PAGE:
voices

I Aspire To:

Be at peace with my life as it is.
Feel connected to those around me.
Open up to others and not feel shame.
Find the confidence to let my voice be heard.
Reclaim my sense of identity.
Believe in myself.

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Some Words Of Gratitude And Acknowledgment

The day six assignment for the Blogging 101: Zero to Hero challenge is to write a post to my dream reader. I’ve taken some liberties with this assignment, and I’ve basically written a post to acknowledge my appreciation for a few of the blogs that I have enjoyed reading.

My dream reader is someone who I can foster mutual reading and writing connections with. Recently, I’ve had the opportunity to make connections with other bloggers, and the reciprocal back and forth interchange has been really rewarding. Reading the work of other bloggers makes me realize the connection we all share, regardless of the fact that we are located in different areas of the world and come from different walks of life. Even though what we seek to communicate varies from individual to individual, the thing that does not vary is the idea that we all have passion, a voice, and something that we are trying to communicate.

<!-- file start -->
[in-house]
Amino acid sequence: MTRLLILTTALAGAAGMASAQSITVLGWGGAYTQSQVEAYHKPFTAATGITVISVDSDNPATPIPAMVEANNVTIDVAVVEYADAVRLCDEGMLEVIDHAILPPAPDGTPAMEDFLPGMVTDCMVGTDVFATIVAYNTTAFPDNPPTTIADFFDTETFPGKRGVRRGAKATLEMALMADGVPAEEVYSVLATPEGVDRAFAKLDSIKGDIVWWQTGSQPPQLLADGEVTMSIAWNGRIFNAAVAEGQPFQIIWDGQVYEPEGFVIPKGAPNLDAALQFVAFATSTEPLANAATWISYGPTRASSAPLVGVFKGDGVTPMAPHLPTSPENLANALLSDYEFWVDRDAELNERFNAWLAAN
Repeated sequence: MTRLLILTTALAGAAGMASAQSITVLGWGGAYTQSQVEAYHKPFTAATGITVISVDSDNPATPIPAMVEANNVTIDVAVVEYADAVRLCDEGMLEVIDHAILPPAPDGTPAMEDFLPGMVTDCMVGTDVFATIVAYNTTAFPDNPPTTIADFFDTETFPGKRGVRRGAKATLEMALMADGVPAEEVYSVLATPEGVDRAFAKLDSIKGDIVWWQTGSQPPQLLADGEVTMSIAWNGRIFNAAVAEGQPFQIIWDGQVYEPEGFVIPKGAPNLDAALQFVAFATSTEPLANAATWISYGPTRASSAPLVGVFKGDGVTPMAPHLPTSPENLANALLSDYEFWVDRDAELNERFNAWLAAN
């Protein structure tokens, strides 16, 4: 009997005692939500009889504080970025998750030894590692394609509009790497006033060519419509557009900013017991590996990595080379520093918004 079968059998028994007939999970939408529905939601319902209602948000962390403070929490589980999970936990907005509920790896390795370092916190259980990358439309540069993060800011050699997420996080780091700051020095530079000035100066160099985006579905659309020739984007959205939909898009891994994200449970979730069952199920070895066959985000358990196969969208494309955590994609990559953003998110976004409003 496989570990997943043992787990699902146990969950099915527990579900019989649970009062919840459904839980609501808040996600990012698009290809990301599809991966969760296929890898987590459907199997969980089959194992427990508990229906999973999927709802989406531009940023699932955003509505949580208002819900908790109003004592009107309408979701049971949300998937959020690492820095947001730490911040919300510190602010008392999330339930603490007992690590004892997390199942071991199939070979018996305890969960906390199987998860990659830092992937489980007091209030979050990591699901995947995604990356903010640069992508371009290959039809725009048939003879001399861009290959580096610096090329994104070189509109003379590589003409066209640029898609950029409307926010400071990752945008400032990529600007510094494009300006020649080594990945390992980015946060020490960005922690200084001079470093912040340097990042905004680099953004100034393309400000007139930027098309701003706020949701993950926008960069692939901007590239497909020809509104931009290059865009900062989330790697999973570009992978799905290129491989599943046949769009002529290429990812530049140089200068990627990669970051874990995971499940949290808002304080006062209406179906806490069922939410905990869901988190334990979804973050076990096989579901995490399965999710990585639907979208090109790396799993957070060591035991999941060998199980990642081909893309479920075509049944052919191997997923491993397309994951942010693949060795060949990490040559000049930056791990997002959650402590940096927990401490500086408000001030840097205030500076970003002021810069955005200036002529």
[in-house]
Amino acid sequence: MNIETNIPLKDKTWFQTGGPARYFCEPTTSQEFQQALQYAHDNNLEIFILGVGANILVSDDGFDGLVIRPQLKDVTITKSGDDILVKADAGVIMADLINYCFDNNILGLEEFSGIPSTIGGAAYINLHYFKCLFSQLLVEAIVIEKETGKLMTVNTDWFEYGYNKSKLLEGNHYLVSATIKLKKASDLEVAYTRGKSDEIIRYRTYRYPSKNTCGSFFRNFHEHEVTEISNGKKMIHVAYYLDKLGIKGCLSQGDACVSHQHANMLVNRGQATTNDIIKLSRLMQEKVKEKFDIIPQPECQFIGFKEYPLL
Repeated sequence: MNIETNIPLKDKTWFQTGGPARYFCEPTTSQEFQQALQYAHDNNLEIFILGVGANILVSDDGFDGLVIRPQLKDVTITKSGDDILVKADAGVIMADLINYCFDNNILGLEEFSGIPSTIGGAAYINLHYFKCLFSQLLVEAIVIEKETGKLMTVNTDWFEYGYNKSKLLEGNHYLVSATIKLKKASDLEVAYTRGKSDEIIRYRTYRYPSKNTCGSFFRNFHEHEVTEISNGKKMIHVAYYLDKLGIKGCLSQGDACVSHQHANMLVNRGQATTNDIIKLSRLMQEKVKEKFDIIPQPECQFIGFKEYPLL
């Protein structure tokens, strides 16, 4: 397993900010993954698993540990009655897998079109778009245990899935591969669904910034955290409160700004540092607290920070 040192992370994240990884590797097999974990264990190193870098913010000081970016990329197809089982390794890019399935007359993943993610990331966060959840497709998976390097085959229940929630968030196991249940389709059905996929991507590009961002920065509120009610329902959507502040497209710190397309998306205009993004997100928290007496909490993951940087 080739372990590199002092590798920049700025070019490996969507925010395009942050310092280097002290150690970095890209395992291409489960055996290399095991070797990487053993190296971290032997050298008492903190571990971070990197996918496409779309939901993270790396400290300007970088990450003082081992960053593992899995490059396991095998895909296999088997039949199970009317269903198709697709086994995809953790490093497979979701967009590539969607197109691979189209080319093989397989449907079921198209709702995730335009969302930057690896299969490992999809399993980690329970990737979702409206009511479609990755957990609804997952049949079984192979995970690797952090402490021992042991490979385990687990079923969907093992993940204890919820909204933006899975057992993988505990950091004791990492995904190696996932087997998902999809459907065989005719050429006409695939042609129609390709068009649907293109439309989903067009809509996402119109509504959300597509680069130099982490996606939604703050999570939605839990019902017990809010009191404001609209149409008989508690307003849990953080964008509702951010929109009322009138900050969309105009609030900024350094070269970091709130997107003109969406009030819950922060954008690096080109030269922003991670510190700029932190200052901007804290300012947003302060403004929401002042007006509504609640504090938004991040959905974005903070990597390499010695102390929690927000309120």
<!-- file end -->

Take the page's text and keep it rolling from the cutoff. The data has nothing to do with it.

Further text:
I started this blogging endeavor with the idea that everybody and their grandmother was blogging and to attract readers meant I had to compete with other bloggers. I’ve reframed my perspective over the past couple of months. An overriding ambition in my studies, in my teaching practice, and in my life in general is to create a space for multiple voices and perspectives to be heard. I see blogging as a perfect forum for this.

My blog recently received a shout out from a boy named Sue in this post. He said some really kind things about my writing that filled with me with a sense of gratitude and pride; more than that though, he made me feel that my voice had been heard and that it mattered.

I wanted to extend this same gratitude to some of the blogs that I have been reading and enjoying. The first three are blogs I have just recently had the pleasure of getting to know during this challenge.

A boy named Sue is one of my new favorites. The humor in his writing is a nice reprieve from the often all-too-consuming seriousness of life; yet, his humor is also laced with larger implications that create the opportunity to reflect more deeply. See this post for an example.